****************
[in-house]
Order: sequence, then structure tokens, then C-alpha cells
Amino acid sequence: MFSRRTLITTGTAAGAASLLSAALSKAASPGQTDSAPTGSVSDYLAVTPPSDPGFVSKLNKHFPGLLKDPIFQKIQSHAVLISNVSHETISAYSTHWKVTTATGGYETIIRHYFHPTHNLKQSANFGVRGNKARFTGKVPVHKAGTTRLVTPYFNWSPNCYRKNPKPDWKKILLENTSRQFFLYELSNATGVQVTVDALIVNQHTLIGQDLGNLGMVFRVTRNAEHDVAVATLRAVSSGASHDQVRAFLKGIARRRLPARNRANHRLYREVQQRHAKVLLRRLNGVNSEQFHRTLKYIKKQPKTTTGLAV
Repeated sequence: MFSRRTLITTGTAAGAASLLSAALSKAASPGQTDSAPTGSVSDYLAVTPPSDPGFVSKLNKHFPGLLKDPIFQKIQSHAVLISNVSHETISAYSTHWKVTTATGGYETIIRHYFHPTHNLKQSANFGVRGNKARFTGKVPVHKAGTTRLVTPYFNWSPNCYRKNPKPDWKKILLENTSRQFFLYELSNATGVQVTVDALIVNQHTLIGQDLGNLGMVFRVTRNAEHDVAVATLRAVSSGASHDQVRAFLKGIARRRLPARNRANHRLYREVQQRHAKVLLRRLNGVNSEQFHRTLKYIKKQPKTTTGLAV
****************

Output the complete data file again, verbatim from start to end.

[in-house]
Order: sequence, then structure tokens, then C-alpha cells
Amino acid sequence: MFSRRTLITTGTAAGAASLLSAALSKAASPGQTDSAPTGSVSDYLAVTPPSDPGFVSKLNKHFPGLLKDPIFQKIQSHAVLISNVSHETISAYSTHWKVTTATGGYETIIRHYFHPTHNLKQSANFGVRGNKARFTGKVPVHKAGTTRLVTPYFNWSPNCYRKNPKPDWKKILLENTSRQFFLYELSNATGVQVTVDALIVNQHTLIGQDLGNLGMVFRVTRNAEHDVAVATLRAVSSGASHDQVRAFLKGIARRRLPARNRANHRLYREVQQRHAKVLLRRLNGVNSEQFHRTLKYIKKQPKTTTGLAV
Repeated sequence: MFSRRTLITTGTAAGAASLLSAALSKAASPGQTDSAPTGSVSDYLAVTPPSDPGFVSKLNKHFPGLLKDPIFQKIQSHAVLISNVSHETISAYSTHWKVTTATGGYETIIRHYFHPTHNLKQSANFGVRGNKARFTGKVPVHKAGTTRLVTPYFNWSPNCYRKNPKPDWKKILLENTSRQFFLYELSNATGVQVTVDALIVNQHTLIGQDLGNLGMVFRVTRNAEHDVAVATLRAVSSGASHDQVRAFLKGIARRRLPARNRANHRLYREVQQRHAKVLLRRLNGVNSEQFHRTLKYIKKQPKTTTGLAV